SANA via EPA, file
Syrian President Bashar Assad is accompanied by his wife Asma while casting his vote during a referendum on a new constitution on Feb. 26 in in Damascus.
The U.S. and U.K. are considering letting Syria’s President Bashar Assad have immunity from prosecution if he agrees to relinquish power, according to reports.
The Guardian newspaper reported that Secretary of State Hillary Clinton was aiming to convince former United Nations Secretary-General Kofi Annan to host a peace conference to discuss the idea further.
The paper said Yemen President Ali Saleh’s departure from power – in which he was given immunity from prosecution despite the killing of civilians – was seen as a potential model.
The Telegraph newspaper said Assad would be given safe passage to Switzerland to take part in the peace talks under the plan.
The paper said British officials believed it was “worth having a go” with the idea, but added that a well-placed British government source admitted it was a “very optimistic” scenario.
The plan was drawn up following bilateral talks between the U.S./U.K. and Russia at the G-20 meeting in Mexico, where the British source said Russian president Vladimir Putin had “indicated that they were not hooked on Assad staying in power indefinitely."
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“Of course they go on to say that it’s not up to the international community to decide. But those of us who had bilaterals with Putin thought there was just enough out of these meetings to make it worth pursuing the objective of negotiating some sort of transitional process in Syria,” the source added, according to The Telegraph.
The Telegraph said the official was asked if this might involve immunity for Assad. “It is hard to see a negotiated solution in which one of the participants agrees voluntarily to go to the International Criminal Court,” the source replied.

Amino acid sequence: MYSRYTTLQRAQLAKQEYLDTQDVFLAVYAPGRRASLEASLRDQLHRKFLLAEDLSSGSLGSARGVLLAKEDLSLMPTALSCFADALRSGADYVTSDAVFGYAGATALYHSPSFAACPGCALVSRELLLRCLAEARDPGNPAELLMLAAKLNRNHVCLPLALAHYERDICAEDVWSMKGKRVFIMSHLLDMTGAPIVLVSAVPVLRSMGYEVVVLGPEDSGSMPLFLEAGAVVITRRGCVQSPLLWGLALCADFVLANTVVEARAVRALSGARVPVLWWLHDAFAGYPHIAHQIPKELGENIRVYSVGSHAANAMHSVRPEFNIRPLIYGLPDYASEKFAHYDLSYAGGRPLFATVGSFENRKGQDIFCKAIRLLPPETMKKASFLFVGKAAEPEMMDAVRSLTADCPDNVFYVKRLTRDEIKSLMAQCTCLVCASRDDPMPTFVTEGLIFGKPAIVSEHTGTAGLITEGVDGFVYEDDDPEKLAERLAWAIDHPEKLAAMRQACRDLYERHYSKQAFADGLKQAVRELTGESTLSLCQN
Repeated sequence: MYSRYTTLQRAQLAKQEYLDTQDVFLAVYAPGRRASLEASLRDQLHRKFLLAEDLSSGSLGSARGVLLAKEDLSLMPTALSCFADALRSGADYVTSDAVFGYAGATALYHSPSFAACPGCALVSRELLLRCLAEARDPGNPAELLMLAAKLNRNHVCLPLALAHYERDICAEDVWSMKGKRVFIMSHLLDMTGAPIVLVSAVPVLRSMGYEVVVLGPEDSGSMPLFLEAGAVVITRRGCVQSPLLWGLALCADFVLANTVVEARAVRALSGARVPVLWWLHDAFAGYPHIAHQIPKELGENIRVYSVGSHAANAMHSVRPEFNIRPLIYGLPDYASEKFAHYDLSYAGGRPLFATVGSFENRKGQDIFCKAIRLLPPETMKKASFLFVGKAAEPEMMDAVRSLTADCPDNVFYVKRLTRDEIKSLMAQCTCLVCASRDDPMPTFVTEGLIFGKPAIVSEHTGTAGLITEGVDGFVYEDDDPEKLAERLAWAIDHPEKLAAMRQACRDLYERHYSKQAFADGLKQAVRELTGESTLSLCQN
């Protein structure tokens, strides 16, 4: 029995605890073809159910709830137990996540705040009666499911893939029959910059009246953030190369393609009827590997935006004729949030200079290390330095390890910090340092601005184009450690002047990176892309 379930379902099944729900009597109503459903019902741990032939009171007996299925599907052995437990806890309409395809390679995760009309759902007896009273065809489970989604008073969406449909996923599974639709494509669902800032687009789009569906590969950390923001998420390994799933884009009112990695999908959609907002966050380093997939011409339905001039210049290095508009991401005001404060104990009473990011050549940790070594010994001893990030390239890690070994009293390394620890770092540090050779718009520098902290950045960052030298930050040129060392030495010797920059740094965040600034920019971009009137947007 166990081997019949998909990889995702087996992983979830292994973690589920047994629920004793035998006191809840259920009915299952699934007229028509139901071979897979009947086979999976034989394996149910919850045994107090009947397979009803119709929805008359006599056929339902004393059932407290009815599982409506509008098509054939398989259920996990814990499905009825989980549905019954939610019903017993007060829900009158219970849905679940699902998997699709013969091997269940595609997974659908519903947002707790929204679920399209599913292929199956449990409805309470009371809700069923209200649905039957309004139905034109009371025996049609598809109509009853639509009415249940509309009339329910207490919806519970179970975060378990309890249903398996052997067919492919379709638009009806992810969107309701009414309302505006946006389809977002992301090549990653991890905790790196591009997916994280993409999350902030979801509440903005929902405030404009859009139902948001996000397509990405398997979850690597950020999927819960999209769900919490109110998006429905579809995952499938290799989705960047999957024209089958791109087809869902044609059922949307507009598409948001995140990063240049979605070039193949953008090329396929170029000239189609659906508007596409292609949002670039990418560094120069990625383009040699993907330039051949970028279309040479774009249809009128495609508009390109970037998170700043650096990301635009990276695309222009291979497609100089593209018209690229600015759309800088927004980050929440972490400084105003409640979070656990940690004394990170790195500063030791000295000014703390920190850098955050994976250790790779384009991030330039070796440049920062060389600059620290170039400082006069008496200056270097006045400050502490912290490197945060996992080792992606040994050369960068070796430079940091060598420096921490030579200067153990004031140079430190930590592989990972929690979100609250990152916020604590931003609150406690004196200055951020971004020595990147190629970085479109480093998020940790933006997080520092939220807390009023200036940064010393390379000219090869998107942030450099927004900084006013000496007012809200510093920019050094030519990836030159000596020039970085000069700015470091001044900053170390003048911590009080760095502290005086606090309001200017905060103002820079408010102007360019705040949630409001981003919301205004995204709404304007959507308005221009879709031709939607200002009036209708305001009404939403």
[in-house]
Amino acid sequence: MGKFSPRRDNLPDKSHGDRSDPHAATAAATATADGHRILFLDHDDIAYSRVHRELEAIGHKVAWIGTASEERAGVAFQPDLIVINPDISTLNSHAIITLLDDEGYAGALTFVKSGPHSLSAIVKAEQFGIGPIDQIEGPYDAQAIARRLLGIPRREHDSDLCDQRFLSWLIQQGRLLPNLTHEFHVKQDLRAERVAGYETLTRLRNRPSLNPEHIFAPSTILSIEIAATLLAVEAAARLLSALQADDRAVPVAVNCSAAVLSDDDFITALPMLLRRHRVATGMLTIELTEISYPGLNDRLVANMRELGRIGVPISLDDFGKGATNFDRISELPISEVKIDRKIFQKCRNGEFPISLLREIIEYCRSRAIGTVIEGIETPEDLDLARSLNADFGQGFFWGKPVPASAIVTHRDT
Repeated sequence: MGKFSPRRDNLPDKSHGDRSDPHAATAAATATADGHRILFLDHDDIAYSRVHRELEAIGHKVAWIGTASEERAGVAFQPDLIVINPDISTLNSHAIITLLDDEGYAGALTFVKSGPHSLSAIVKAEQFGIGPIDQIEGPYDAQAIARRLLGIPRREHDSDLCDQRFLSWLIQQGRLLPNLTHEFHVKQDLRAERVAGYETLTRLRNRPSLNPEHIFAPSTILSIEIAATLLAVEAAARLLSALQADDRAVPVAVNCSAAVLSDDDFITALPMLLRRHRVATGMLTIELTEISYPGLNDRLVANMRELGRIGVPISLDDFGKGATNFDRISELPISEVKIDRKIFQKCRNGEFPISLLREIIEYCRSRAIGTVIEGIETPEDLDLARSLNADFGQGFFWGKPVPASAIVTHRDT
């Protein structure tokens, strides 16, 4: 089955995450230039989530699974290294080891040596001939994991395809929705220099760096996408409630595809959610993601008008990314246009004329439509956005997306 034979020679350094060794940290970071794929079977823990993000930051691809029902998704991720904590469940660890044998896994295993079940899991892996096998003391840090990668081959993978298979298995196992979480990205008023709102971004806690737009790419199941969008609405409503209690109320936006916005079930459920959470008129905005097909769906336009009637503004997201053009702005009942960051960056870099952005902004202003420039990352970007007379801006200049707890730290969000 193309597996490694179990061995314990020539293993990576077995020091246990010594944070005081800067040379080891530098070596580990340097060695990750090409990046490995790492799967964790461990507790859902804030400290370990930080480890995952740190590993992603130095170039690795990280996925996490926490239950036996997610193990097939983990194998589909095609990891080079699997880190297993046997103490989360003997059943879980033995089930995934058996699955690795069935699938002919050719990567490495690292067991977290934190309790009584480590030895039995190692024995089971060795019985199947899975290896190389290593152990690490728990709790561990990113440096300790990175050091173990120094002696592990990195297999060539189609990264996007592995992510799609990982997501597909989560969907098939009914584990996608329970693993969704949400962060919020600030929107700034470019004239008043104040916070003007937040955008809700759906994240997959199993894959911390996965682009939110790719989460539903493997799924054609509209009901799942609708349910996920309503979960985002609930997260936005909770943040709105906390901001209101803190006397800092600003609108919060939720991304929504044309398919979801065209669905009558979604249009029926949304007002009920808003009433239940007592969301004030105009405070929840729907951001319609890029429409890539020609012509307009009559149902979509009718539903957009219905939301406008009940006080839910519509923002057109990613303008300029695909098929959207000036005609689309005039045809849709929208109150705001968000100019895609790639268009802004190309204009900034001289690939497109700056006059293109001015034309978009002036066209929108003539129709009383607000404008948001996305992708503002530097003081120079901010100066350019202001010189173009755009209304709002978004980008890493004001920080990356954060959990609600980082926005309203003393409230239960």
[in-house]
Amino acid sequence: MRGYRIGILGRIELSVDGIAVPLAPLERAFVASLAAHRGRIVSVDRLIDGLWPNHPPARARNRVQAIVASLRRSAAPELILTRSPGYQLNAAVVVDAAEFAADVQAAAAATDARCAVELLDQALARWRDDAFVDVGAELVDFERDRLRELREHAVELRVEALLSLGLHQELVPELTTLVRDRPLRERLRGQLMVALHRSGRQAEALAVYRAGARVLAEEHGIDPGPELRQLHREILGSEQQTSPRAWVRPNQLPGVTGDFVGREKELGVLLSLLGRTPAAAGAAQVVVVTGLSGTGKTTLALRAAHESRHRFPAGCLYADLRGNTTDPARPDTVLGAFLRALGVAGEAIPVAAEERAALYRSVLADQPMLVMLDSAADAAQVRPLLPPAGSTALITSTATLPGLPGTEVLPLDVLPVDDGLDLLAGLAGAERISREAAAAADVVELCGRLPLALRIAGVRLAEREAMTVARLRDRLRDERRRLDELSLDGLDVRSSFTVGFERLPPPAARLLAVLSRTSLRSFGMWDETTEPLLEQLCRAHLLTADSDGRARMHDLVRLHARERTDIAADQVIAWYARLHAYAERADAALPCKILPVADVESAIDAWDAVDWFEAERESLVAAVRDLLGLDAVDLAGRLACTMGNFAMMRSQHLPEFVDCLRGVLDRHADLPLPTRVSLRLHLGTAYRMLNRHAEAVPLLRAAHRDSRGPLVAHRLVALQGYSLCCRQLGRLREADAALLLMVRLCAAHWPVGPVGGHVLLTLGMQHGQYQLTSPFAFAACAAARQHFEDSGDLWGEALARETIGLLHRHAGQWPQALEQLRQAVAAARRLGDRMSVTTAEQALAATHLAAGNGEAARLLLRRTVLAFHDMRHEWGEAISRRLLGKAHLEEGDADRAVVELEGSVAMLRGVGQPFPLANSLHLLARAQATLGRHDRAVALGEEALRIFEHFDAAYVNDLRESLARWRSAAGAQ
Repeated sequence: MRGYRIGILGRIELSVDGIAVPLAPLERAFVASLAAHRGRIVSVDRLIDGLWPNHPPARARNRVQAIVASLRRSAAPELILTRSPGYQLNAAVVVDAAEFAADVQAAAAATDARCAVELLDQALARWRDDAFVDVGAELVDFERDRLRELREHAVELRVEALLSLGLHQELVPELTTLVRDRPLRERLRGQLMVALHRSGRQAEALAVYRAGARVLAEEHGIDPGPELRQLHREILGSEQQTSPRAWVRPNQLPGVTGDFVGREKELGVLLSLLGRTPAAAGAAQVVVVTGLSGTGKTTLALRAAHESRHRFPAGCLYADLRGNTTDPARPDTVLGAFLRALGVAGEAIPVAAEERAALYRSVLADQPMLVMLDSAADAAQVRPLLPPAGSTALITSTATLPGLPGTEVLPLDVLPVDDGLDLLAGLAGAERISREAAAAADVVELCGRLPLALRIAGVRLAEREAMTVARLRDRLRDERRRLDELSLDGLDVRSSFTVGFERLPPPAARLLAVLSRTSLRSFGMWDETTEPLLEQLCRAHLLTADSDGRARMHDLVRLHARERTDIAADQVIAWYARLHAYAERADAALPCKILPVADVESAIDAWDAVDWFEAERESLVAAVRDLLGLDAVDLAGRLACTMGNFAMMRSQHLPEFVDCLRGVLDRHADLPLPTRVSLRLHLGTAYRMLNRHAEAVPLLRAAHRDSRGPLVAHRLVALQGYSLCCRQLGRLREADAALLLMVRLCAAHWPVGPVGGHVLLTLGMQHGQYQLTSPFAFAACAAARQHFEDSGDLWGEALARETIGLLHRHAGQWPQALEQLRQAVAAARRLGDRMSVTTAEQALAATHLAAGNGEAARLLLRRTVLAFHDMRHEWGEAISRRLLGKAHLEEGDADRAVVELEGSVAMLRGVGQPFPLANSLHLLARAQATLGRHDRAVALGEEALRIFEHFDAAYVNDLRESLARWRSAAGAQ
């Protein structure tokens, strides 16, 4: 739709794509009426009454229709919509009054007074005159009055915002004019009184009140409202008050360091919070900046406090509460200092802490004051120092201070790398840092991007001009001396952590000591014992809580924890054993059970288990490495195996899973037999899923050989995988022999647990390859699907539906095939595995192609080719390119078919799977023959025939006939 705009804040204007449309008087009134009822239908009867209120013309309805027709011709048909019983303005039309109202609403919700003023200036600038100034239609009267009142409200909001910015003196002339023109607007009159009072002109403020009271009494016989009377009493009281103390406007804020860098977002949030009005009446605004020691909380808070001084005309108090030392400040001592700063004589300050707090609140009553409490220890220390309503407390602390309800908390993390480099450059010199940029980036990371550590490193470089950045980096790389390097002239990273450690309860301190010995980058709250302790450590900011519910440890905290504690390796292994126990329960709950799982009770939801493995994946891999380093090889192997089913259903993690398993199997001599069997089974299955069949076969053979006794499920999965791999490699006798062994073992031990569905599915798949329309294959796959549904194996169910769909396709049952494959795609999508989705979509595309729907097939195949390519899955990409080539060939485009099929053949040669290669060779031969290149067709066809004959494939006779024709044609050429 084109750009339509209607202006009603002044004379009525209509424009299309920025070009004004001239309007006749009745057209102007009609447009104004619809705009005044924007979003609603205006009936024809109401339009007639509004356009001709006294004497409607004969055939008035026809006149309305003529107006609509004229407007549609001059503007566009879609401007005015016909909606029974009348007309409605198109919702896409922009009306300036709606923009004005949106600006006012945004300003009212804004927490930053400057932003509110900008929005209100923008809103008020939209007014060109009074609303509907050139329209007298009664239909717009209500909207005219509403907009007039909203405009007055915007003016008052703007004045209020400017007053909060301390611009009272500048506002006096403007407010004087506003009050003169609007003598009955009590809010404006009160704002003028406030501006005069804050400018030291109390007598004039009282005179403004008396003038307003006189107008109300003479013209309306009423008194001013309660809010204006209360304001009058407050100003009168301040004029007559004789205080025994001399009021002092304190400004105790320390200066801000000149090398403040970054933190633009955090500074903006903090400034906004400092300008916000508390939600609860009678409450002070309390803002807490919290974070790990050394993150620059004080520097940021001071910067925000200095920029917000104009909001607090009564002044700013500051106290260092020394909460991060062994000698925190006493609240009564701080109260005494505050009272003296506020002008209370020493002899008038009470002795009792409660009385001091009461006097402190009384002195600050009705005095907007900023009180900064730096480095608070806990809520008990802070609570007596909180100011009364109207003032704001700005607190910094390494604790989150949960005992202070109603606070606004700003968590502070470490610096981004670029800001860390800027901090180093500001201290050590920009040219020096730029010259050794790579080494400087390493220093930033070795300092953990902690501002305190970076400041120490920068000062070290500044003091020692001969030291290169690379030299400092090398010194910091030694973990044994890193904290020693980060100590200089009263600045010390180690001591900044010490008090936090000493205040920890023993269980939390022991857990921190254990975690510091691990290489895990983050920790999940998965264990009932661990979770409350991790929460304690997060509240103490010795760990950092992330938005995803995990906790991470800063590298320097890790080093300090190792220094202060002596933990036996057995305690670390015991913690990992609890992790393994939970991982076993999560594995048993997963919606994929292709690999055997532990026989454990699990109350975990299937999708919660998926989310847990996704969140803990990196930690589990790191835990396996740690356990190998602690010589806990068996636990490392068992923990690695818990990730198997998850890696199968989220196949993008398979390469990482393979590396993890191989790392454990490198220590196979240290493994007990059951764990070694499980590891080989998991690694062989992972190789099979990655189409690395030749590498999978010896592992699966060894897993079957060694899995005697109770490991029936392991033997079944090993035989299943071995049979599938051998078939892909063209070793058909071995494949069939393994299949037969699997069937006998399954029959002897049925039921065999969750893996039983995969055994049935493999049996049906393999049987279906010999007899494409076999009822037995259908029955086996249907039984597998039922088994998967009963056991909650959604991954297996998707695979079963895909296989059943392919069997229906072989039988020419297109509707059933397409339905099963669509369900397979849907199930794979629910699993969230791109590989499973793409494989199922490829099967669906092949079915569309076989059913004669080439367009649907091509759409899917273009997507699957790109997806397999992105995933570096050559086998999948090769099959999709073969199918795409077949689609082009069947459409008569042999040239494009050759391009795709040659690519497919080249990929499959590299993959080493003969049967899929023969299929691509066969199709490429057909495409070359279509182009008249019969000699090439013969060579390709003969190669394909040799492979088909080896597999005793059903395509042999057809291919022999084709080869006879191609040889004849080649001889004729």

The paper said Western officials hoped the peace talks in Switzerland would take place in “the next few weeks.” The summit would be attended by Assad or other Syrian government officials, opposition figures, U.N. Security Council members, and other countries such as Turkey, Saudia Arabia and possibly Iran.
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“The Russians argue that the Iranians should be invited,” the British source said, according to The Telegraph. “As far as we are concerned, the answer is no. We have no illusions: it could capsize just on whether Iran is invited or not, but it is worth a try given the gravity of events.”
A U.K. Foreign Office said in an email sent to msnbc.com and other media that the British government was continuing “to do everything we can to bring an end to the violence in Syria.”
“If Assad accepts a political transition then there is a range of options that could be considered, but there is no new offer, and the longer the killing goes on, the fewer options Assad will have,” the statement said.
“The details of any transition need to be agreed, including with the Syrian opposition, and we will continue to collect evidence so there can be no expectation on the part of those killing that they can avoid justice and accountability,” it added.
However, a Foreign Office spokesman told msnbc.com that the U.K. would not be able to intervene if Assad was given a safe haven by another country.
AFP - Getty Images
Damage and destruction litter a street in the battered city of Qusayr, southwest of Homs in western Syria, on Wednesday.
As the diplomats looked for a solution to the crisis, the death toll continued to mount Thursday.
Activists told The Associated Press that two people were killed during the shelling of rebel-held areas in the city of Homs.
Oscar Fernandez-Taranco, the U.N. assistant secretary-general for political affairs, warned on Tuesday that time was running out for the current U.N.-backed peace process for Syria.
"The Secretary-General (Ban Ki-moon) remains gravely concerned about the intensification of violence and rising death toll, as well as continued human rights abuses and unmet humanitarian needs," Fernandez-Taranco said, according to Reuters.
Ban said last month that at least 10,000 people have been killed in the Syria conflict, but U.N. diplomats say the actual number is likely much higher.
"The situation in Homs is particularly alarming," Fernandez-Taranco told the 15-nation Security Council during a discussion on the Middle East, Reuters reported. "The tragic human suffering from the escalating conflict calls for urgent and concerted efforts to avoid a full-scale civil war."
Reuters and The Associated Press contributed to this report.
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